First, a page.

A new $10 million grant aims to help the U.S. dairy industry become at least carbon neutral while supporting farmer livelihoods - providing important insight for New York state, which ranks fourth in milk production nationwide.
Quirine Ketterings, professor of animal science in the College of Agriculture and Life Science at Cornell University and director of the Cornell Nutrient Management Spear Program, is leading the New York component of the multistate, six-year project, "Dairy Soil and Water Regeneration: Building Soil Health to Reduce Greenhouse Gases, Improve Water Quality and Enable New Economic Benefits."
The project is funded by The Foundation for Food & Agriculture Research (FFAR), a federal agency that enables public-private partnerships by matching private funding with federal dollars. FFAR granted $10 million to this project while private donors such as Nestlé and the dairy industry will provide matching funds and in-kind support for a total of $23.2 million.
"The whole purpose of this project is to measure the greenhouse gas footprint of dairy farming more accurately, and to evaluate strategies to reduce that footprint, or even enable dairy to become a net carbon sink," Ketterings said. "We certainly can sequester carbon in the soil. But we have to figure out how to do it in a way that's economic, practical and implementable for farmers."
The most widely cited study on the greenhouse gas impact of dairy farming, published in 2013, found that it takes 1.23 kg of carbon dioxide to produce 1 kg of milk. However, the dairy industry has improved its footprint since then: Between 2007 and 2017, dairy producers reduced greenhouse gas emissions by 19%, land use by 21% and water use by 30%, according to research in the Journal of Animal Science.
There are also significant limitations in previous studies of carbon impact, and this grant aims to address those. Ketterings' lab will measure greenhouse gas emissions from farmland - and analyze the impact of several carbon-suppressing and soil health-enhancing management practices - by taking regular, frequent measurements at a working dairy farm in western New York. Eight farms across the United States will be studied using the same equipment and methodologies.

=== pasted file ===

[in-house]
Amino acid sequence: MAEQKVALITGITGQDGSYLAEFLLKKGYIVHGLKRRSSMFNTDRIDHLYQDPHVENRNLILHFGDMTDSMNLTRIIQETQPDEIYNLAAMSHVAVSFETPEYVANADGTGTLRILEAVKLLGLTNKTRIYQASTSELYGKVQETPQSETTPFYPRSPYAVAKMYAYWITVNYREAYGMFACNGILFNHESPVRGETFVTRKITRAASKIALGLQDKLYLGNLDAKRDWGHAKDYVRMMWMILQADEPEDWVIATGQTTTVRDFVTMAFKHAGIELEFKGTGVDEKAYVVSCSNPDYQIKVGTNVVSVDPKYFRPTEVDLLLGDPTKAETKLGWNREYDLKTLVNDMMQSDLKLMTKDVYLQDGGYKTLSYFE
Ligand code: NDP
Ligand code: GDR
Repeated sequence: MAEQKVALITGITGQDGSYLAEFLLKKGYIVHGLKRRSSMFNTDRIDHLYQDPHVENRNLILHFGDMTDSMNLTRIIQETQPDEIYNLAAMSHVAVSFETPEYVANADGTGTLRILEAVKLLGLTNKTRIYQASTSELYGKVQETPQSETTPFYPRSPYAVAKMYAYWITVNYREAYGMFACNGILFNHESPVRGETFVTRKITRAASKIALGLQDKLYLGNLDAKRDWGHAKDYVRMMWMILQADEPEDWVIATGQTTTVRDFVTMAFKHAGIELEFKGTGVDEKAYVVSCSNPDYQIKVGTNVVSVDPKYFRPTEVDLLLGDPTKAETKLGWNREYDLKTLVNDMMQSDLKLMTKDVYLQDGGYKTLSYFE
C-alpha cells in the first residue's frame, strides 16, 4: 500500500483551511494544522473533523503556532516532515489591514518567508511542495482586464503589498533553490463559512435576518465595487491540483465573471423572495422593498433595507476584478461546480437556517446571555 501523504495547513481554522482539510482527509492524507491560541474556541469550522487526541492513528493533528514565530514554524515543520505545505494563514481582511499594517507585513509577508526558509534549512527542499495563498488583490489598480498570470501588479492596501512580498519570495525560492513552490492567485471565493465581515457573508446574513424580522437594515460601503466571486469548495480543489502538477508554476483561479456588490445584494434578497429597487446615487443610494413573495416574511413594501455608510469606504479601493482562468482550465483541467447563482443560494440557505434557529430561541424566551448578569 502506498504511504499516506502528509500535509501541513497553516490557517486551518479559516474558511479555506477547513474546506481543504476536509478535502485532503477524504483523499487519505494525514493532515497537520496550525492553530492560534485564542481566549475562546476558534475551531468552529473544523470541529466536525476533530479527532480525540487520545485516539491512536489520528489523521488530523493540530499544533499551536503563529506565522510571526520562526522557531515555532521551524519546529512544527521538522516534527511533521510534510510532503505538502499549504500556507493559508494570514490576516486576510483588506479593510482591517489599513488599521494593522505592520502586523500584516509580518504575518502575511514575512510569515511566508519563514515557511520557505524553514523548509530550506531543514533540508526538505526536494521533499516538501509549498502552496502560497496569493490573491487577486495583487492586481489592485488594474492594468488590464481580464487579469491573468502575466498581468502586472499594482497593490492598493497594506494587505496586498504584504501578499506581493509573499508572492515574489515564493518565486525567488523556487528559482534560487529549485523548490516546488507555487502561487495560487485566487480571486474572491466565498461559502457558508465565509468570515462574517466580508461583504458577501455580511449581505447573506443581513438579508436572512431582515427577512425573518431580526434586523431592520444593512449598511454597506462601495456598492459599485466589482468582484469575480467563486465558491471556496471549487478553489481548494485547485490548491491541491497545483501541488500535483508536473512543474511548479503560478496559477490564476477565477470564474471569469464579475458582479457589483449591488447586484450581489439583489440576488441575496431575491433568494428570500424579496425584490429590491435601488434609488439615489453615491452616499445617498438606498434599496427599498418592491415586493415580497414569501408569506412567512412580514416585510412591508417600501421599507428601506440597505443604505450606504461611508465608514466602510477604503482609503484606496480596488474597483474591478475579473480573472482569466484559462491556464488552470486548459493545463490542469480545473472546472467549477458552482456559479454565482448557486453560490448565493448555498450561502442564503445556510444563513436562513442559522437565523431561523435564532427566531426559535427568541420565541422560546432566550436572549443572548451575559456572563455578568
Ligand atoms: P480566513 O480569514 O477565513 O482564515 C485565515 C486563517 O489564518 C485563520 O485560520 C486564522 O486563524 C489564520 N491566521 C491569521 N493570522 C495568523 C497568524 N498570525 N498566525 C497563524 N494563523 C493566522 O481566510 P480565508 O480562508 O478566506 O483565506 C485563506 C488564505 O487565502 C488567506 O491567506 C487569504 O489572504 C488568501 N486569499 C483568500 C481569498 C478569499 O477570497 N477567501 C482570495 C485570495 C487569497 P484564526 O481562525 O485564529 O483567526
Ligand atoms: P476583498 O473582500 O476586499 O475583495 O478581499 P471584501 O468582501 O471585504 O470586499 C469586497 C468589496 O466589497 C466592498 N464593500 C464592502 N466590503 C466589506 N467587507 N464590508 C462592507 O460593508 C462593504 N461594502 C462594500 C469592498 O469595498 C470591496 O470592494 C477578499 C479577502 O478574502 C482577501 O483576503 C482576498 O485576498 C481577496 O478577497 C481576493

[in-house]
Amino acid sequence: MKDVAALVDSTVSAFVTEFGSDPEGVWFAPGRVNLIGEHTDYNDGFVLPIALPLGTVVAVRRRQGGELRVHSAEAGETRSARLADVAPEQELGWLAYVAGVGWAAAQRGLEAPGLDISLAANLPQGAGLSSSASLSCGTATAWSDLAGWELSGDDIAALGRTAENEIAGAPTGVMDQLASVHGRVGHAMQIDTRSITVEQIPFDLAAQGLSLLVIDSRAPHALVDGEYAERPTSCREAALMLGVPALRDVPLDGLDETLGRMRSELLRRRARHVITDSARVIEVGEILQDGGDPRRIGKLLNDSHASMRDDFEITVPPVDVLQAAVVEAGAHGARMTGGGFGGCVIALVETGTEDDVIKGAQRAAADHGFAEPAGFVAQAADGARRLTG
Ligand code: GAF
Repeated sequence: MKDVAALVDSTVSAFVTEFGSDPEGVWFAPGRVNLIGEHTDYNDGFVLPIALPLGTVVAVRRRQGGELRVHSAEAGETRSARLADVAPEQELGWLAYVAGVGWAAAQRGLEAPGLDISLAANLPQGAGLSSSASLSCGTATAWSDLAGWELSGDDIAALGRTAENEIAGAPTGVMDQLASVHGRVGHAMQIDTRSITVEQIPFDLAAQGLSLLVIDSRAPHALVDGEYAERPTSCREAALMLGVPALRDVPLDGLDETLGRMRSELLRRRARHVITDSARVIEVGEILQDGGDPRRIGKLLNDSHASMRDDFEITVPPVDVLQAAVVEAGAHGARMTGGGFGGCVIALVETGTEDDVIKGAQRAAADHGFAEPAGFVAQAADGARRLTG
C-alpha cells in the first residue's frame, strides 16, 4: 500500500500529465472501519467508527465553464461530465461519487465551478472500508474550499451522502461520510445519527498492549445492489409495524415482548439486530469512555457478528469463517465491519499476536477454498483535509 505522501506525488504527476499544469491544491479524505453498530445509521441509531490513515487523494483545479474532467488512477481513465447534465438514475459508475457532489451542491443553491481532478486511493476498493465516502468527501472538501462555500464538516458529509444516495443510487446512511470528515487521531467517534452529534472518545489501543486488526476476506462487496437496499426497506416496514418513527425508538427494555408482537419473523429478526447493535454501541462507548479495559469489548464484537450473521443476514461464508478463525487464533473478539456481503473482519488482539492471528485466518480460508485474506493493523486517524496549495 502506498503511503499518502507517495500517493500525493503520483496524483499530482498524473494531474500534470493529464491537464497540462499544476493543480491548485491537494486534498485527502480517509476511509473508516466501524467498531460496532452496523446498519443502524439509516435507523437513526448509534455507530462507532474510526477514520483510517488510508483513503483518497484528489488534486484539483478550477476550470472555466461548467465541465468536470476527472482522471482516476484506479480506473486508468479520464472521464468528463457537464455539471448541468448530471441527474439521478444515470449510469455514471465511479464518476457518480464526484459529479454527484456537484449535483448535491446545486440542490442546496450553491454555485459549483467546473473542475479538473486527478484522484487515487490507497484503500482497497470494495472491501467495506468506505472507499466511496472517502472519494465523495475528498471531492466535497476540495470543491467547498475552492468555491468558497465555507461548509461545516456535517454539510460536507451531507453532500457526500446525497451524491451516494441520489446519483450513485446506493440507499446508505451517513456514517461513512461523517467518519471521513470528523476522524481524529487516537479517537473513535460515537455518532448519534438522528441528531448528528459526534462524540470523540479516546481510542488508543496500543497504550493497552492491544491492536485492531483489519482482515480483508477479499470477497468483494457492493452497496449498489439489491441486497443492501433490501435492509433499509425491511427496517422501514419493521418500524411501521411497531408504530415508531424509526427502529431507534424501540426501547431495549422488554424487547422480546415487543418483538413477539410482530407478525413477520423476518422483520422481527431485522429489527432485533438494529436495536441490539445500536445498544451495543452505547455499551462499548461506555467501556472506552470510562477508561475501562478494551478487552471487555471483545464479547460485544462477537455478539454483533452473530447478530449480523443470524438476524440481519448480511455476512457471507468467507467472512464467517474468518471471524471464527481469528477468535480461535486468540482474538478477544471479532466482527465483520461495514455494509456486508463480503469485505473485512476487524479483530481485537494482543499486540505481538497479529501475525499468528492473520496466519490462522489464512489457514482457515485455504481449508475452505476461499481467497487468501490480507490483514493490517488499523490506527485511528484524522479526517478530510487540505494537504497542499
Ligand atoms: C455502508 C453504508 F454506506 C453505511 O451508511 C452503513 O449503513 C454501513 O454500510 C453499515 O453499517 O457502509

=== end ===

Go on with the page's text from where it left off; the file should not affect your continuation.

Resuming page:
"One of the things that's central in this grant is standardizing our measurements," Ketterings said. "A lot of times, people produce information about carbon footprints, but it's not directly comparable to data that other people have collected. Important for this project is consistency across the board so we can have a much more accurate picture of dairy's greenhouse gas impact."
David Fisher, president of the New York Farm Bureau, said the grant will provide greater insight to help the state's dairy industry meet its carbon neutral goals, and remain a leader in sustainability.
"Dairy farmers depend on scientific research to guide our efforts to increase productivity and reduce our environmental footprint, and Professor Ketterings' work has been a trusted source for that information," Fisher said.
Karl Czymmek, vice president for agronomy and field sciences at Dairy Management, Inc., the trade association overseeing the project nationally, said this is one of the first coordinated multiyear, multisite field studies of dairy crop and manure systems in the United States.
"It will be an immense help to the dairy industry by making a critical contribution to the body of knowledge relating to greenhouse gas emissions, water quality impact and carbon sequestration," said Czymmek, formerly a senior extension associate at Cornell, where he spent 20 years working directly with New York dairy farmers.
The data gathered through this grant will support the U.S. dairy industry's Net Zero Initiative to make carbon-reducing improvements. These efforts include studying feed additives and genetics to reduce cow methane emissions; no- or low-till farming; cover crops and precision agriculture to reduce feed production emissions; conversion of farm-produced biogas into renewable energy; and nutrient-management planning to more carefully capture the fertilizing benefits of manure while minimizing its carbon impact.
Data from this project could also be used to develop strategies for farmers to be compensated for their environmental stewardship practices, such as through carbon or water quality markets.
"It's important for our dairy farms to contribute to a reduced environmental footprint, and our farmers want to help," Ketterings said. "They want to be part of the solution, and this project gives us an opportunity to do that."